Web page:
Cant is white boy r&b, an at times dense indie electronic album that is brimming with disparate ideas and approaches. Perhaps too many. One moment it’s gentle late night and minimal with a repetitive guitar line and throaty folksy vocals, yet then it moves into taut electronica before erupting into woozy distorted avant electronic sound art piece, and that’s just one song (Bang).
It’s everything but the kitchen sink, clearly the work of someone throwing every idea they’ve ever had at the music and seeing what sticks. Or you’d think so if it wasn’t the debut solo album of Chris Taylor, a man who’s already demonstrated his chops in Grizzly Bear, and via production for Twin Shadow (who appears here) and Blood Orange. The production is crisp and articulate and the vocals are earnest with gentle harmonies -but that’s where the resemblance to his day job ends.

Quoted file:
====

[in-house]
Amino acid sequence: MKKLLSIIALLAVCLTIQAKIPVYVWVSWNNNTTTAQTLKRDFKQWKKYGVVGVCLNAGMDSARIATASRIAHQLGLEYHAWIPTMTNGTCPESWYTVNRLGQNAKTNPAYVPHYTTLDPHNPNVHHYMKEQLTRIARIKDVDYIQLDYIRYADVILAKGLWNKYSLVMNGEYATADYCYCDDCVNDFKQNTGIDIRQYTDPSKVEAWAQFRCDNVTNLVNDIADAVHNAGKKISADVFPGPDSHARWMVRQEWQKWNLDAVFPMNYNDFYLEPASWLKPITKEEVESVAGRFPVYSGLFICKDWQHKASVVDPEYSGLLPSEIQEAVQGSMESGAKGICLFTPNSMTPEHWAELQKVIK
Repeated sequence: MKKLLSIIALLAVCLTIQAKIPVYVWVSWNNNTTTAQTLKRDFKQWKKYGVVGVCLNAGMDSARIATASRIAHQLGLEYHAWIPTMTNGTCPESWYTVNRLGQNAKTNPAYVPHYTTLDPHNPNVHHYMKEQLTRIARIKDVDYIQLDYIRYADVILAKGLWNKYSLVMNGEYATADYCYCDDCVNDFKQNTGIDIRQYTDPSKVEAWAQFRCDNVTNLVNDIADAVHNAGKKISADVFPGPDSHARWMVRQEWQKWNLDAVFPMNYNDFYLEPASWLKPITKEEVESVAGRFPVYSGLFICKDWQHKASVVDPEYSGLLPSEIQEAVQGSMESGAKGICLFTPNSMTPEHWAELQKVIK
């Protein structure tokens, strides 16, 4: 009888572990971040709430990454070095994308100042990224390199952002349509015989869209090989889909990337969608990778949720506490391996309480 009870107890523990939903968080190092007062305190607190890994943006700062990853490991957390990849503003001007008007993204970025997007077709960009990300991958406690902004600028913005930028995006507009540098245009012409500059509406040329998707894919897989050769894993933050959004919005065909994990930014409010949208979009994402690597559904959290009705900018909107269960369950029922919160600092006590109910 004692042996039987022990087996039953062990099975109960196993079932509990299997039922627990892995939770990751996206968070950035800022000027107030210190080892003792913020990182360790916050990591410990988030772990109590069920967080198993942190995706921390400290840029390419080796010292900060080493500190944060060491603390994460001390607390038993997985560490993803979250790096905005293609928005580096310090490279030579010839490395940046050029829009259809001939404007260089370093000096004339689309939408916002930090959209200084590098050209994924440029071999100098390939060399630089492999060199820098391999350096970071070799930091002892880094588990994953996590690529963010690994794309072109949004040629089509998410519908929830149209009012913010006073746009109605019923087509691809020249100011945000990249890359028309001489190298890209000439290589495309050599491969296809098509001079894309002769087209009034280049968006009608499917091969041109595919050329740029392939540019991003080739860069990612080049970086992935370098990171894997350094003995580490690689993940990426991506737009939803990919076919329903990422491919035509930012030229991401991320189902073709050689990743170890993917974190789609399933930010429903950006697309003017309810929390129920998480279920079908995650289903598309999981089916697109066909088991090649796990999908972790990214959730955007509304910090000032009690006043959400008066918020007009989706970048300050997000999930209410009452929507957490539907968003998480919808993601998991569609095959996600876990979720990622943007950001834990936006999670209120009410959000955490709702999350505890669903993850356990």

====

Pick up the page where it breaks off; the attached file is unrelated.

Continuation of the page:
It’s very much an electronic album, with dense washes of synth and programmed beats. All of this could make it a little cold, a little artificial, however the vocals really plug right into the emotions. In fact there’s a certain Phil Collins element to the way he sings at times, particularly on the opener Too Late Too Far. It’s these unexpected linkages that highlight the real pop feel to his music. It’s the opposite of slick, and in fact the pop often appears hand in hand with the noisier more dissonant moments, yet it’s lurking here and prevents any prickly moments of abrasiveness from becoming too much. Between the song based electrics are these gentle acoustic moments with Taylor crooning on guitar or even piano.
There’s a lot going on here and there’s no doubt it takes some time to digest and allow the tunes to really breathe, but when they do, it’s impossible to ignore the sheer musical and production precociousness as well as the diversity of styles.